What this means is that, if things continue business as usual, even the Fed will become unable to sustain the current fiscal crisis. According to the report, the Fed may enter unknown territory where the amount of debt created will exceed its capital holdings. What will happen when the Fed gets to its limit and can no longer maintain the current debt-based system? According to the authors, the more a country’s debt is held by foreigners the greater the political incentives for the government to default on that debt. This is what has been seen in developing countries. The day of reckoning for the Fed may come as early as 2016. If better fiscal and monetary policies are adopted, the disaster could be put off until 2018.

It is then necessary to remember who are the United States’ investors. As of December of 2012, the Federal Reserve System, which is a branch of the international banking cartel came up as first. In second place is China, with $1202.9 billion. After China, other countries like Japan, Brazil, Switzerland and Russia appear in third, fourth and fifth places. With the U.S. debt reaching and passing 100% of its GDP and the government borrowing and printing money as if it were going out of fashion, the only possible outcome is what we have seen in modern cases of fiscal irresponsibility.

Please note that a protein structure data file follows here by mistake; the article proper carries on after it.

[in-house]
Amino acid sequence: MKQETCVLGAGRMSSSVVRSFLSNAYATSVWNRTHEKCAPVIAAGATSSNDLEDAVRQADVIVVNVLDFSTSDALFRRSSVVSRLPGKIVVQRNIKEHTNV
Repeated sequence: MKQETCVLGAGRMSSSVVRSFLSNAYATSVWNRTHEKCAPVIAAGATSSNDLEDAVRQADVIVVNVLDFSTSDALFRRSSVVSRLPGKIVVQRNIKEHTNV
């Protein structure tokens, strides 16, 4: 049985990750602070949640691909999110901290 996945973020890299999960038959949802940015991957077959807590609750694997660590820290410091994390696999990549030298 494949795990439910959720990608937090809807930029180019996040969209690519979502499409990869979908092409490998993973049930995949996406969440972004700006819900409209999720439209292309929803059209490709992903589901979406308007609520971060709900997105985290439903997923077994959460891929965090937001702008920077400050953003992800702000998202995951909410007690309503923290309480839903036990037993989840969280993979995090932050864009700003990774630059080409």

Countries get in debt up to their eye balls to fulfill the promises made at home during by irresponsible politicians during political campaigns. Since the government does not have any money to actually pay for the expenses it creates, it is only ‘normal’ to get in debt to be able to meet demands for more social programs and to pay interests on old debt. But since the governments do not borrow locally, they subject their country, (i.e. the people) to having to work all their lives to make payments on the debt generated on the debt it has gotten into. The ability of a government to make debt payments is finite. Cases in point Argentina in 199o, Greece in 2008 to 2012, Portugal and Spain in 2013 and the looming fiscal crisis the United States will have to face in the near future.